Homecoming breakfast honors farmers

by Joe Carlson

University alumni, students and staff members ate a $7 breakfast Saturday and paid only 50 cents — the price that a farmer would receive for the food in a wholesale market.
More than 350 people attended the Farmer’s Share Breakfast, held at the Terrace Cafe in the St. Paul Student Center and organized by the St. Paul Homecoming Committee. The meal consisted of scrambled eggs, hash browns, muffins and sausages, as well as coffee, milk and juice.
The two main purposes of the breakfast were to educate diners and bring the community together, St. Paul Homecoming Committee member Mary Buschette said.
First, organizers wanted to demonstrate the relatively small return farmers receive from their products’ profits. Most people do not realize “how little goes to the people who produce the food,” St. Paul Homecoming Committee member Doris Mold said.
Normally a farmer will receive about 24 percent of the grocery store price of their food, Mold said. They receive about 21 percent of restaurant prices.
Mark Eggebrecht, a junior in chemical engineering, said he thinks farmers should receive a bigger share of the profit on their food. “They do all the work and only get a fifth of the profit,” he said.
The other purpose of the breakfast was to bring people of different ages and interests together to celebrate Homecoming and build community, Buschette said.
Mold said the breakfast was also an attempt to fuse the tradition of the farmers’ annual fall harvest with the spirit of Homecoming.
“It’s all about connections” — the connections between alumni, students, faculty and staff, Buschette said.
Forty-two local and national organizations donated food and funds to make the breakfast a reality, Mold said. After the meal, the remaining food was donated to the Catholic Charities Family Center.
Mold said that the event would not have been possible without the participation of student volunteers and the Collegiate Agri-Women, a student organization made up of females in agriculture majors. “A lot of the planning was done by students,” who also set up and cleaned up the Terrace Cafe, Mold said.
Various members of the University and agricultural communities, including University President Nils Hasselmo and Minnesota Milk Producers representative Bruce Cottington, volunteered to serve the food.
Although the breakfast was a first, organizers hope it will become an annual celebration.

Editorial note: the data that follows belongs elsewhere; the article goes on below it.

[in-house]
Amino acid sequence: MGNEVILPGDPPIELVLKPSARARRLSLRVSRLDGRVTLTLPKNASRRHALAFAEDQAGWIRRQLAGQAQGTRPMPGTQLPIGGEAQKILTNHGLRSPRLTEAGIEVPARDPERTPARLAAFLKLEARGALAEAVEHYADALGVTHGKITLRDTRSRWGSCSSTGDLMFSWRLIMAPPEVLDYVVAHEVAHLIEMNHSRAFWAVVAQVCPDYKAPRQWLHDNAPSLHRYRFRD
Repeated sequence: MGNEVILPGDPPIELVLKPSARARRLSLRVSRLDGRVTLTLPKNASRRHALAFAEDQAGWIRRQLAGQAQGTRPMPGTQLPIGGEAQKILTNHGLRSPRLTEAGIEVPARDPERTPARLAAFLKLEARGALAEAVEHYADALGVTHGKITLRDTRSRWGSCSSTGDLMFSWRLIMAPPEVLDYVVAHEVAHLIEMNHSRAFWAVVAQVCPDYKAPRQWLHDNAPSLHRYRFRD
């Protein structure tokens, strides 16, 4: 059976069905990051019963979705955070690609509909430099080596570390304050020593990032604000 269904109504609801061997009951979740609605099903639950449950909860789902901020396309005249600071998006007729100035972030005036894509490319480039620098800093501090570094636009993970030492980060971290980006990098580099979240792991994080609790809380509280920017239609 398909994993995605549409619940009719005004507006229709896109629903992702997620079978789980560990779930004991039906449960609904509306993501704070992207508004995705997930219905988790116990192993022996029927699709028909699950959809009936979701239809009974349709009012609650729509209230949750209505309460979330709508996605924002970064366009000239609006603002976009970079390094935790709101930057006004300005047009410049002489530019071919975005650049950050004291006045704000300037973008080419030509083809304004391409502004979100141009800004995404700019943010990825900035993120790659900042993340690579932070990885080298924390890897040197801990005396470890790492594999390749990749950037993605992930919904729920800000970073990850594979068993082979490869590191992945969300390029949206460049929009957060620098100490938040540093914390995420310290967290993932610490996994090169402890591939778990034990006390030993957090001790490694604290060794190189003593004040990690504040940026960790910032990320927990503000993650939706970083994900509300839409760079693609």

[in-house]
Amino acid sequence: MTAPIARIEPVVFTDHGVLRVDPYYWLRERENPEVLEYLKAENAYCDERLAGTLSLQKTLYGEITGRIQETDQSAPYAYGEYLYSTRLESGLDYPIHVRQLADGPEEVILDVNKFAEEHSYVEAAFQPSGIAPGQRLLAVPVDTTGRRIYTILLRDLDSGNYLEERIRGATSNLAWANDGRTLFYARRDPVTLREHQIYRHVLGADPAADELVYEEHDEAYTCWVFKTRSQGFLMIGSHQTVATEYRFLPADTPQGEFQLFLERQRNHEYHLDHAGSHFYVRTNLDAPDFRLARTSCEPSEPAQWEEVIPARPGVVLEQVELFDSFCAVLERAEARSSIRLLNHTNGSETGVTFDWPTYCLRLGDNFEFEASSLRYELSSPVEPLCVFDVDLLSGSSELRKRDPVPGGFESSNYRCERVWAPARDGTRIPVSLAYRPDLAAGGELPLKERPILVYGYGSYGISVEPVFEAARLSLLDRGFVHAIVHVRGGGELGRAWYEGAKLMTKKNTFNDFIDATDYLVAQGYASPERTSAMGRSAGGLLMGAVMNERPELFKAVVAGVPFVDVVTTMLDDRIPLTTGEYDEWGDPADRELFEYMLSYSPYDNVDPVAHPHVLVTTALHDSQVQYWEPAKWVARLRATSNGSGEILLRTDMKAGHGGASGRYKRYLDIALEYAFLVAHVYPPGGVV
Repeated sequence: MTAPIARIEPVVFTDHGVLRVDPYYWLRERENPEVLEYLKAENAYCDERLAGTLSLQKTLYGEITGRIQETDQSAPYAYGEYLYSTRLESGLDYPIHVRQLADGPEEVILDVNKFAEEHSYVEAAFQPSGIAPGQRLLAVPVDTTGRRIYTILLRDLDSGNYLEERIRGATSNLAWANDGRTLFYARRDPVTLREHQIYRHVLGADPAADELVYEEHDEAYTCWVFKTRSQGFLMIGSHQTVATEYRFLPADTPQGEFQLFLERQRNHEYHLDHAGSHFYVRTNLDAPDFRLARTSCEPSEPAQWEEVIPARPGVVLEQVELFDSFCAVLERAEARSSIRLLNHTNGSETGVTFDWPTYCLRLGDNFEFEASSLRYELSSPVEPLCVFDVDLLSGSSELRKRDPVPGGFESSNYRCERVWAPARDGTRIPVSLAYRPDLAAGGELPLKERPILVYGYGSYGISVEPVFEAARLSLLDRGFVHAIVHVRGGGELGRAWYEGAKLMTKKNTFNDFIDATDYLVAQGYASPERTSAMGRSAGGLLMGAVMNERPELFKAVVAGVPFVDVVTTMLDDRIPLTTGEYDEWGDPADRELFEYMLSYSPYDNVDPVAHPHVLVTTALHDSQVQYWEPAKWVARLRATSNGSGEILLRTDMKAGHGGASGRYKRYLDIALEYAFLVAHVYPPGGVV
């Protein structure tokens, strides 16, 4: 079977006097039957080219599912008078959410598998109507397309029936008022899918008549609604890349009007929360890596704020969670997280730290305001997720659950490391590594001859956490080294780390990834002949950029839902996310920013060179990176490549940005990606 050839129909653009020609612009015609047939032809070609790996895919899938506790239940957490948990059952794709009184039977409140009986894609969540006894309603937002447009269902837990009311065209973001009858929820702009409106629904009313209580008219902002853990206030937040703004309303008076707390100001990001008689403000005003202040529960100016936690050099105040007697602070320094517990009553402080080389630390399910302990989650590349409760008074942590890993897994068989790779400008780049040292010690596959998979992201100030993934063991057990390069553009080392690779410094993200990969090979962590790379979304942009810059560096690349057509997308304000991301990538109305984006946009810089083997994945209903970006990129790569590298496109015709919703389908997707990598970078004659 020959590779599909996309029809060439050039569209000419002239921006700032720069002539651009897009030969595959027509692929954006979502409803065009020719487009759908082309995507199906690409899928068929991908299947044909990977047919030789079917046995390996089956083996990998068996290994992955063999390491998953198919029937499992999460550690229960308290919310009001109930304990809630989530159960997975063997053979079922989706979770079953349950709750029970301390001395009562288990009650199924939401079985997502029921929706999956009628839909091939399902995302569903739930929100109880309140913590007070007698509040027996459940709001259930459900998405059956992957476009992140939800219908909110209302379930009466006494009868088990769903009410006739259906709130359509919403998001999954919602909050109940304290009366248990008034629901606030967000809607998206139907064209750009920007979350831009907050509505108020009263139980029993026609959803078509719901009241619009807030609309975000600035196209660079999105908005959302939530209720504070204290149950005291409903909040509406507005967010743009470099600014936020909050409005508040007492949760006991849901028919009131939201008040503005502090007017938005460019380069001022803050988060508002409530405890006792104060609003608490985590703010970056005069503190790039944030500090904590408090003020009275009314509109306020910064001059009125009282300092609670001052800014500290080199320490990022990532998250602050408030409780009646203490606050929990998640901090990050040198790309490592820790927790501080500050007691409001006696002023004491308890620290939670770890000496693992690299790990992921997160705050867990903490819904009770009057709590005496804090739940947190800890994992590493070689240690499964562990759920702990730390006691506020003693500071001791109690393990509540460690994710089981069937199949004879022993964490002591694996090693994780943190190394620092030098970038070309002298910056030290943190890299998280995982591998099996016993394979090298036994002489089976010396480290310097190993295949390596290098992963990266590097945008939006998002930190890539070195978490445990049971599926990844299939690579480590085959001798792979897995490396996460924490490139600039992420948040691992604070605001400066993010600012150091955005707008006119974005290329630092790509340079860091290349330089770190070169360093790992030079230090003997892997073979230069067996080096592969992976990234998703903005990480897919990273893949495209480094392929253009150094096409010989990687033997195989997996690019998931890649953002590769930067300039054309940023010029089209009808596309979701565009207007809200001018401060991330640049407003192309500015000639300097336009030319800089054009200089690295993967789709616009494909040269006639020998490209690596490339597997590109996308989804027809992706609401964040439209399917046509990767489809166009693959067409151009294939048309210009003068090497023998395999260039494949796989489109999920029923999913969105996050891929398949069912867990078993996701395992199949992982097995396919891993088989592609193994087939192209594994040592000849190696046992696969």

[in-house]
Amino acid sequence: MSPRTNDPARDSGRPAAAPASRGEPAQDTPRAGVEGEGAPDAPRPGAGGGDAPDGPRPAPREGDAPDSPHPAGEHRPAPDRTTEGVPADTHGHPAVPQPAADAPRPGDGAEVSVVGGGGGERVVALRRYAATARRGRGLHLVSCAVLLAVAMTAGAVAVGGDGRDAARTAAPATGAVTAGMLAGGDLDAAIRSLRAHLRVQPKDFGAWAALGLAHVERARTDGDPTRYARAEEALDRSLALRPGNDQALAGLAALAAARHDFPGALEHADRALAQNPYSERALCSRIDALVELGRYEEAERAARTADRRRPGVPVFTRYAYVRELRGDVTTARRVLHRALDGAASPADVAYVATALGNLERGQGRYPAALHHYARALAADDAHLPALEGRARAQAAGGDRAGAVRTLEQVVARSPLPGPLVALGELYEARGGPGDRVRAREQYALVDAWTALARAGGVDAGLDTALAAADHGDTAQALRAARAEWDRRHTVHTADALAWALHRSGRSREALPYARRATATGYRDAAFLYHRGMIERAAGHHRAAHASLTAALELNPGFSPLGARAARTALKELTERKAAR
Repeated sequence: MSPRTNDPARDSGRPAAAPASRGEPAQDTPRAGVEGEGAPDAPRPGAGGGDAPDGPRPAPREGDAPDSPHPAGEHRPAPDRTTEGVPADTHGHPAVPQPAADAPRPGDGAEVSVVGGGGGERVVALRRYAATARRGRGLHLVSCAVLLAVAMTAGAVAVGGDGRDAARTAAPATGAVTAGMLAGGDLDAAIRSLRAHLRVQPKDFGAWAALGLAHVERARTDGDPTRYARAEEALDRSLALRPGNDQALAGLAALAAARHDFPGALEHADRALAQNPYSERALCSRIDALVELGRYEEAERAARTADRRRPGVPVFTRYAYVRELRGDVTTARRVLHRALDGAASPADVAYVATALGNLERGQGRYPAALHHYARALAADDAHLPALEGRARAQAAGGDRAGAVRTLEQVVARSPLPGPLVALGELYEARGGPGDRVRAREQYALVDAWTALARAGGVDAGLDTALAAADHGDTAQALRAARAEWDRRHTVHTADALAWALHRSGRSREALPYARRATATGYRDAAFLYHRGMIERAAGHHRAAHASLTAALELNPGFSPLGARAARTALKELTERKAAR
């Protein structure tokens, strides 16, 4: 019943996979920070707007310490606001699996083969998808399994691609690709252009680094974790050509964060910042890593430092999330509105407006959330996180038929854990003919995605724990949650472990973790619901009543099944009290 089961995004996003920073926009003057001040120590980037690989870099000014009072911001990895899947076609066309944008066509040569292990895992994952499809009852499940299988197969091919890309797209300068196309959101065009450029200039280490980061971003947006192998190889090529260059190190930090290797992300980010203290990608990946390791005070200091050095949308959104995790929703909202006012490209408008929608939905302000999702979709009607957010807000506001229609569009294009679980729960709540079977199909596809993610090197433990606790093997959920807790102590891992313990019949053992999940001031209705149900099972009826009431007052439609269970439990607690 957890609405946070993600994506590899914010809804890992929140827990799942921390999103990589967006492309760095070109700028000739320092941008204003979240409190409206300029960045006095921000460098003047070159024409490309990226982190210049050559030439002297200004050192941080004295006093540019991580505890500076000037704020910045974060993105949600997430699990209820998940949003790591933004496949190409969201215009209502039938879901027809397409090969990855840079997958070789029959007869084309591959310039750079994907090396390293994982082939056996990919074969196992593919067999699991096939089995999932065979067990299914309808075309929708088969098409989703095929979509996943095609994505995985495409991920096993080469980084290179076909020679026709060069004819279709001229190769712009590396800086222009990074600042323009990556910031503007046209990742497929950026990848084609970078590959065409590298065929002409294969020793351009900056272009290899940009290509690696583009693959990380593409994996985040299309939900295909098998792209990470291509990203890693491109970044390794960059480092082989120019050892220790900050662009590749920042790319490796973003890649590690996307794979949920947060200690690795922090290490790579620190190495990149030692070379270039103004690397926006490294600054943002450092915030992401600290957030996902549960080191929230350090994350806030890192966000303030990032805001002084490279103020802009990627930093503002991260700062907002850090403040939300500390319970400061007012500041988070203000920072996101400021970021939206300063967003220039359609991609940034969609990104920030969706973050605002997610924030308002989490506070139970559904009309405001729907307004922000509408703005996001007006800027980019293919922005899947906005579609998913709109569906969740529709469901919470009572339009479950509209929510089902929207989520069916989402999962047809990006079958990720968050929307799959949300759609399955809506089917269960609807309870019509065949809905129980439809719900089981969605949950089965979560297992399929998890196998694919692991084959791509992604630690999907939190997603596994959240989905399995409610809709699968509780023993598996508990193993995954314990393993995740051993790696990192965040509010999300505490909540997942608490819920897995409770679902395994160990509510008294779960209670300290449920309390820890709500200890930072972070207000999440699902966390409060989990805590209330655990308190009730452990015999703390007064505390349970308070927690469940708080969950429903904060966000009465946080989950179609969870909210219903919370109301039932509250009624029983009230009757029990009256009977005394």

During the breakfast, the Little Red Oil Can Awards were given out to one representative each from the University’s student body, staff, faculty, alumni and organizations.
The awards were given on the basis of outstanding contribution to the St. Paul campus community, according to the Little Red Oil Can Award Committee.
The winners were: Food Science and Nutrition Professor Linda Brady; alumnus Richard D. Goodrich; staff member Sandee Kelsey; Applied Economics senior Julie Tesch; and the St. Paul Student Center Board of Governors.
The oil can award was created in 1916 and was first given to E.M. Freeman, then-dean of the College of Agriculture, Forestry and Home Economics.
Freeman’s colleagues wanted to recognize his contributions to the campus, which was then called the Farm campus. Since he was known for running out of gas in his Ford Model-T, his colleagues gave him the Little Red Oil Can Award as a tongue-in-cheek gesture of affection and appreciation.
The award was given out until 1975, when it was retired. But the tradition was revived last year as part of the Homecoming festivities in St. Paul. This year marked the 61st award ceremony.
Also at the breakfast, Homecoming contributor Mark Allen received the Spirit of Homecoming Award, which was specially created this year to honor his hard work and dedication, Buschette said. “Mark was the person who kept us going,” she said.
During and following the breakfast, a number of other events took place, including the Meet the Deans event in which St. Paul college administration members were available to chat with the public.